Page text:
May is here and, along with it, a matchless slew of books that will set you up nicely for the coming cold months.
Have a look below at what we’ve got and head over to our Facebook page for your chance to win one.
Flames by Robbie Arnott sings out with joy and sadness. Utterly original in conception, spellbinding in its descriptions of nature and its celebration of the power of language, it announces the arrival of a thrilling new voice in contemporary fiction.
‘A strange and joyous marvel.’ Richard Flanagan
Staying: A Memoir by Jessie Cole asks what happens to those who are left behind when someone takes their own life. It’s about the importance of home, family and forgiveness—and finding peace in a place of pain.
By the critically acclaimed author of Darkness on the Edge of Town and Deeper Water.
‘A wounded, lovely, luminous book about grief, trauma and the strange healing potential of words.’ Tim Winton
Live and Let Fry: A Rusty Bore Mystery by Sue Williams is the third book in the Rusty Bore Mystery series. For Cass Tuplin, proprietor of the Rusty Bore Takeaway (and definitely not an unlicensed private investigator), it’s weird enough that her neighbour Vern has somehow acquired a lady friend. But then he asks Cass to look into the case of the dead rats someone’s dumped on Joanne’s doorstep.
West by Carys Davies is a spellbinding epic-in-miniature set on the American frontier. West traces the story of a restless widower who heads out on a foolhardy and perilous expedition in search of unknown animals, leaving his intrepid young daughter Bess behind to fend for herself at home. Bess fills her lonely days tracing her father’s route as he ventures farther and farther from home, across the harsh and alien landscapes of the West, in reckless pursuit of the unknown.
Chemistry is a luminous, funny and charming novel from National Book Foundation ‘5 under 35’ honouree Weike Wang, about a young Chinese-American scientist who must recalibrate her life when her academic career goes off-track.
‘The most assured novel about indecisiveness you’ll ever read.’ Washington Post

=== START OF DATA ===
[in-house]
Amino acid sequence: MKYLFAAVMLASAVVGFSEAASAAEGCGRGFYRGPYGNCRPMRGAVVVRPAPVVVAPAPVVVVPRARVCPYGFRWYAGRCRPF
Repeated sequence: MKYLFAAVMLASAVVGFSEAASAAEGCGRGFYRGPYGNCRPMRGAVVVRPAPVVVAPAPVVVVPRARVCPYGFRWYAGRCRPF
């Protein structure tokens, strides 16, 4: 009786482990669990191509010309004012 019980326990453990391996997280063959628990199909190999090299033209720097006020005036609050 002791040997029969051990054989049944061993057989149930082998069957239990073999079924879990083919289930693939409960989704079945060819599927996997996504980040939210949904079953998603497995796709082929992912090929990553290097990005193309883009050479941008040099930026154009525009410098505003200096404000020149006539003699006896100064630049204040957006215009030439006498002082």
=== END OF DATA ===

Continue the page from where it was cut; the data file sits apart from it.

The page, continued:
A Kindness Cup: Text Classics by Thea Astley, introduced by Kate Grenville. Two decades after a massacre of local Aboriginal people, the former residents of a Queensland town have reunited to celebrate the progress and prosperity of their community. Tom Dorahy, returning to his hometown, is having none of it: he wants those responsible to own up to their actions. A reckoning with oppression, guilt and the weight of the past, A Kindness Cup is one of Thea Astley’s greatest achievements.
Reaching Tin River: Text Classics by Thea Astley, introduced by Jennifer Down. While doing research in the archives Belle discovers the long-dead Gaden Lockyer, a colonial pioneer in Jericho Flats, and soon becomes obsessed. Belle’s quest for Lockyer is her way of coming to terms with the past – her mother, ‘a drummer in her own all-women’s group’; her absent American father; and her ineffectual husband, Seb. In Reaching Tin River, Thea Astley’s satire is at its sharpest and most entertaining.
The Multiple Effects of Rainshadow: Text Classics by Thea Astley, introduced by Chloe Hooper. In 1930 the superintendent of a mission on a Queensland island, driven mad by his wife’s death, goes on a murderous rampage. Fearing for their lives, the other whites arm a young Indigenous man and order him to shoot Uncle Boss dead. The Multiple Effects of Rainshadow traces the lead-up to this bloody showdown and the repercussions in the years after – for the Aboriginal people and the colonial overseers.
Drylands: Text Classics by Thea Astley, introduced by Emily Maguire. In the dying town of Drylands, Janet Deakin sells papers to lonely locals. At night, in her flat above the newsagency, she attempts to write a novel for a world in which no one reads – ‘full of people, she envisaged, glaring at a screen that glared glassily back.’ Drylands is the story of the townsfolk’s harsh, violent lives. Trenchant and brilliant, Thea Astley’s final novel is a dark portrait of outback Australia in decline.
Bob by Wendy Mass and Rebecca Stead (illustrated by Nicholas Gannon). Eleven-year-old Livy lives in America and can’t remember much about the last time she visited her grandmother in Australia five years ago. One day, Livy finds a small creature dressed in a chicken suit waiting impatiently in the wardrobe for her return. The two soon become fast friends and set off to find out who exactly Bob is, why Livy can’t remember him, where he came from and how to get him back home.
Bonesland by Brendan Lawley. Shortlisted for the 2017 Text Prize, Bonesland is an authentic look at the small-town agonies of adolescence.
Bones Carter spends much of his time trying to avoid germs and the school bully Chase Barnes. Then he meets Naya Kajang, a new exchange student. She thinks Bones is a well of untapped potential. Bones thinks she’s a bit lame. But she makes him feel something he didn’t think he could.
A hilarious and touching debut full of oddball humour and incredible heart.
Griffith Review 60: First Things First edited by Julianne Schultz and Sandra Phillips. Inspired by the Uluru Statement from the Heart, and featuring outstanding Indigenous writers, First Things First is an urgent, nuanced and robust call to listen, hear and respond to questions of constitutional recognition.
For your chance to win one of our magnificent May books, visit our Facebook page now and tell us which one you would like to be in the running for and why.
The competition is open to AU/NZ residents only and entries close midnight AEST Sunday 6 May. Winners will be notified via Facebook (one book per person only).